There are commercial laws, like Patagonia can't sell the same quantity of vests to JP Morgan at a different price from what they sell that amount to a solar energy company. It doesn't appear they are doing that. But Patagonia has every right to refuse to sell to JP Morgan because they are legally allowed to choose what businesses to contract with for a sale in almost all cases. I believe B2B sales differ from B2C in these types of laws (more leeway in B2B given contract laws and so many variations of contracts vs. retail sales).

    In the baker's case, the reason they didn't sell the cake to the gay couple is precisely because they're gay - a protected class (well partially, depending on state and on judge) - same as if they were Hispanic or Jewish or blind. A Patagonia store couldn't refuse to sell a bunch of retail products to an LGBTQ organization either (assuming that organization can reasonably prove that was the reason).

    Investment bankers aren't a protected class, nor should they be. That's why your comparison is off, at least legally. You could make the case that Patagonia shouldn't pick customers like that and "discriminate" against certain companies, and perhaps you do feel that way. I don't agree, but it's a fair point and I appreciate your willingness to acknowledge your biases.

    From another reader:

    The rebuttal to your comments where another reader drew a parallel between the Patagonia issue and the bakery case smells like a "reverse racism” argument.  Are we really going to believe that Wall Street, and the cultures they create are credibly impacted by being prevented from having their brand associated with Patagonia? These are the same guys who protested the Fearless Girl's location facing down the Charging Bull.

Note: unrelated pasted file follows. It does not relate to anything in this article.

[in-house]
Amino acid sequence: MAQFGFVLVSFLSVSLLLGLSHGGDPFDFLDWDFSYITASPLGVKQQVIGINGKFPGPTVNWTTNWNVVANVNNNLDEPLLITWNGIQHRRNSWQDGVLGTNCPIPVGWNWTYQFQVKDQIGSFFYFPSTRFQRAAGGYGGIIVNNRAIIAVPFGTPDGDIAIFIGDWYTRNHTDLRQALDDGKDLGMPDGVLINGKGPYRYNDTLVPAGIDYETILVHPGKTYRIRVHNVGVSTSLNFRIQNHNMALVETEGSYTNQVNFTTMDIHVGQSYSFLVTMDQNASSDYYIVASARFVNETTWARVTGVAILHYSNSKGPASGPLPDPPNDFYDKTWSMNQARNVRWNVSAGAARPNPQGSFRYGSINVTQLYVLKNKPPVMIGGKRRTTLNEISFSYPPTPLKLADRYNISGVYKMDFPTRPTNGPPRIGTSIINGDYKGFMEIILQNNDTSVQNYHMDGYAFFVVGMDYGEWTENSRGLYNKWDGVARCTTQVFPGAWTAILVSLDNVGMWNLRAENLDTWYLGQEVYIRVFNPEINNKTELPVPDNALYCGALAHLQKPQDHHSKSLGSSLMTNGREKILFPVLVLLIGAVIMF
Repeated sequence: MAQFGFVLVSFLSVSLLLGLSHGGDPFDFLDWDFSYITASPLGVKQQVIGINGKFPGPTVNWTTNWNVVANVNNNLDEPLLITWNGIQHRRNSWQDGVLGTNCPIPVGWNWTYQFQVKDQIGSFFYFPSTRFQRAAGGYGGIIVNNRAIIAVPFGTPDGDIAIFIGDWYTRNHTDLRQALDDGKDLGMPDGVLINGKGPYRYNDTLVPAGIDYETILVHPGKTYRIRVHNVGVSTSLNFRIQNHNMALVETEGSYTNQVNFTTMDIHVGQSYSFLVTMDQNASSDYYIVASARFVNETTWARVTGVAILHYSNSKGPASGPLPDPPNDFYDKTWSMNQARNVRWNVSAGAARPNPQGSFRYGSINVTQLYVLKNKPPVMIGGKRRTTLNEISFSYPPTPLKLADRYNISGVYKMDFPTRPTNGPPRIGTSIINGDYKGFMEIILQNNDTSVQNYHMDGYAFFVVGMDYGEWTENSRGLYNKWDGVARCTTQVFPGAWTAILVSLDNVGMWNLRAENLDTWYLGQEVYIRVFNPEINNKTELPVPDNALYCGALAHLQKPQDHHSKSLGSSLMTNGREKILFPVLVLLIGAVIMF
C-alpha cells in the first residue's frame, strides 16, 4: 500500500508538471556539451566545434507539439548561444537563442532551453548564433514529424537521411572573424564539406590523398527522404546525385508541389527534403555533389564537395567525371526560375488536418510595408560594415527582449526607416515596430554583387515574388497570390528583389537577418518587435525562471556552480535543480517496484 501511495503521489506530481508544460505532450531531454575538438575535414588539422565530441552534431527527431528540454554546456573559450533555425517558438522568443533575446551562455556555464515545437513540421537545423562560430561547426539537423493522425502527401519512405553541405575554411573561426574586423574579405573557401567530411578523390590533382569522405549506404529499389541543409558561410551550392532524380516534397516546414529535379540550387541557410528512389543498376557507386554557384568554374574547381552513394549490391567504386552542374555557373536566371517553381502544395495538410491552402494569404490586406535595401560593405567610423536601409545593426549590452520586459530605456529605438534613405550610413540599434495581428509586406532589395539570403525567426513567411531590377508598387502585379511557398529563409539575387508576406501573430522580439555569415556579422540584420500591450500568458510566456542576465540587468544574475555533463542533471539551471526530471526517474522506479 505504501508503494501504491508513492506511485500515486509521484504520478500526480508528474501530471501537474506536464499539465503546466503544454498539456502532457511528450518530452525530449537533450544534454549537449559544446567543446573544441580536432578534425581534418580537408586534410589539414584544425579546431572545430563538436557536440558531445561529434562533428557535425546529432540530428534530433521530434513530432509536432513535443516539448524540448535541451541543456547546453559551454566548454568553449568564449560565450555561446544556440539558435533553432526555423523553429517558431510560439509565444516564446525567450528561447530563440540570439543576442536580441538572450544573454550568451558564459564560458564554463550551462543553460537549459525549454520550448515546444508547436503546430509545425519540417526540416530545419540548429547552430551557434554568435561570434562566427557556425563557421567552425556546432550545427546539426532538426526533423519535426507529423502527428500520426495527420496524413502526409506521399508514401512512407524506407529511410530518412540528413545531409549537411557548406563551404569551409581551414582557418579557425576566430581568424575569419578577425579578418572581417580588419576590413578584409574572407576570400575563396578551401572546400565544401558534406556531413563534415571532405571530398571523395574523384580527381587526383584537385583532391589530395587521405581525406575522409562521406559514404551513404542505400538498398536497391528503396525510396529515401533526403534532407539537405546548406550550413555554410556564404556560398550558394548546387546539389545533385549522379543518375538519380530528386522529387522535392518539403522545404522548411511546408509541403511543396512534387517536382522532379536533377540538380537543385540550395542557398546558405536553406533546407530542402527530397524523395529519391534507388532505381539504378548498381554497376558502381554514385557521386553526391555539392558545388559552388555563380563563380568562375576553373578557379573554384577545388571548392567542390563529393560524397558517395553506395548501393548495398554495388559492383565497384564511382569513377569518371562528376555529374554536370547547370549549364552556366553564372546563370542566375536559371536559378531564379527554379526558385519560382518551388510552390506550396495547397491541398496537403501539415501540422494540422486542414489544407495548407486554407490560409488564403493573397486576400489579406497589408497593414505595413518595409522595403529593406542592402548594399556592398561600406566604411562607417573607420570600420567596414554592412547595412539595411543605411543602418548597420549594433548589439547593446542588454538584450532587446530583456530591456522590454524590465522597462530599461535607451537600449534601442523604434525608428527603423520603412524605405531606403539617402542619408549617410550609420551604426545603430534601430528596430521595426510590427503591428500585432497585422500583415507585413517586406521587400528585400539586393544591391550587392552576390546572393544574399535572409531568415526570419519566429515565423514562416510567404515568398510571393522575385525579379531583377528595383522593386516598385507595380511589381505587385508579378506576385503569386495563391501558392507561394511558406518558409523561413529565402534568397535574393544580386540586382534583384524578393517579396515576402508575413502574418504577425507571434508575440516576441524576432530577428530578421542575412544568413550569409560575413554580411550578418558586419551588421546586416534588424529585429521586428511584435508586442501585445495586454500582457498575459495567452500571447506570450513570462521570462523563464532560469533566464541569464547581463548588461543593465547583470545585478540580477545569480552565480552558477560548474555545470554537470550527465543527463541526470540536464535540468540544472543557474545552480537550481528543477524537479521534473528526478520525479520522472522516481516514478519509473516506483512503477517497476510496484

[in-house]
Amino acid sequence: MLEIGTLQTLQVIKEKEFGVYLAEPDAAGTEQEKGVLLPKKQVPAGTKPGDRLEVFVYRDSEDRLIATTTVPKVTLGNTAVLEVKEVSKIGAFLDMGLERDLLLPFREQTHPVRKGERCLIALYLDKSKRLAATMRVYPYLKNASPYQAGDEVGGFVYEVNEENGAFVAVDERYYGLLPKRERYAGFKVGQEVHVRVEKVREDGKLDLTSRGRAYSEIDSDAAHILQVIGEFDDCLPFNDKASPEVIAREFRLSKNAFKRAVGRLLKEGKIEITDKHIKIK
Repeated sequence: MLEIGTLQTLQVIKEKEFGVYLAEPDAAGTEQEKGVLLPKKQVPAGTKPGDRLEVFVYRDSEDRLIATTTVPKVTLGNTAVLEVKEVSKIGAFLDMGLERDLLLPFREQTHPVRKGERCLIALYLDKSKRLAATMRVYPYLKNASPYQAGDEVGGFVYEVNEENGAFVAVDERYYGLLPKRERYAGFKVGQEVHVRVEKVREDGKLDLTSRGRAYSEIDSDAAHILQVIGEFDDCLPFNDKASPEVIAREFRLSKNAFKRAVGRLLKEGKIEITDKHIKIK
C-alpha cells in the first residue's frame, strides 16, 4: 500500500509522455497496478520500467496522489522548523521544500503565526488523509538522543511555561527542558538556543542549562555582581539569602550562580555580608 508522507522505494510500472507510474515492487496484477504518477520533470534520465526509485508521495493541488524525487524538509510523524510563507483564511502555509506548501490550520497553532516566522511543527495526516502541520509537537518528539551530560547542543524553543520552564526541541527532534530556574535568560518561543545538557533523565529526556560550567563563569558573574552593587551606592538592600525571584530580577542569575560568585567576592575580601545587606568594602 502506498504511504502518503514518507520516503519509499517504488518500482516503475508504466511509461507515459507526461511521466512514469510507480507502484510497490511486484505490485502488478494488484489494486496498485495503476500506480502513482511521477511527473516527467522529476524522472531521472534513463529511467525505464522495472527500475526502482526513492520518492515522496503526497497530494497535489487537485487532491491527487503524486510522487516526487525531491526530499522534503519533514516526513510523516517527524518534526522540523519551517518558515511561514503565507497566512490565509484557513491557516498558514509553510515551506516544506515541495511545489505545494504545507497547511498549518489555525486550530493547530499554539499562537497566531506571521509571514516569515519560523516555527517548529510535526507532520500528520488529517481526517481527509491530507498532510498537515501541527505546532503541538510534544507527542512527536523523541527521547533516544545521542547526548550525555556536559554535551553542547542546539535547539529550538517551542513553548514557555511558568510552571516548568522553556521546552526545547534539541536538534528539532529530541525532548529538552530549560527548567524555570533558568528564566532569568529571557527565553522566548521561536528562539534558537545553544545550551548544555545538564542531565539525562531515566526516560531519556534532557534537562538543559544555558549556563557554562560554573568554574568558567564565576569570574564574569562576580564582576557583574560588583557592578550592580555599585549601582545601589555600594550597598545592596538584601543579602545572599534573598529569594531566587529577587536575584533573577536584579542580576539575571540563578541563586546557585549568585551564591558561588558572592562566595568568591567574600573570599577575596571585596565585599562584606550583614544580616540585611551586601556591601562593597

In the bakery case, the harm occurred when the customer (who is in a protected, frequently discriminated against class) wasn't able to purchase that specific cake, from that specific baker.  In the Patagonia situation, do we believe that a Wall Street firm or VC firm qualifies as a protected class?  The short answer is:  no, probably not.  

    I understand that the bakery customer could've gone elsewhere, but the point is that we should protect those who have historically been subject to, at a minimum, less-than-ideal equality norms.  

    It's funny to me that there is so much hand wringing over this.  It doesn't strike me as discrimination.  At all.   

    And for the record, I don't own any Patagonia, but you know I'll be buying a jacket this fall!

    MNB reader Derek Woo wrote:

    I don’t believe you’re a hypocrite here.
    That reader’s logic is wrong.  All the differences that the commenter points out are considered protected classes in the US. Being a Wall Street guy is not a protected class. These aren’t the same situation.
    Sellers can pick and choose their buyers all they want, just as long as it’s not discriminatory according to law.

    From another:

    I’m not sure your commentary rises to the level of hypocrisy. Discrimination is fairly well defined legally. If a business discriminates based on those things, then they could be compelled to change their behavior or penalized. If a business discriminates on non-protected things (like Wall-street types or maybe Mets fans), then they can. Some people, in playing the ‘moral equivalency’ game, seem to forget this.

    And, from MNB reader Rich Heiland:

    Methinks you might have rushed to judgment of yourself.

    Patagonia did not, as I read it, say a fleece could not be sold to an individual customer. What it said was that it would not engage in co-branding - allowing its logo to be used by companies and organizations that are not ones with shared values.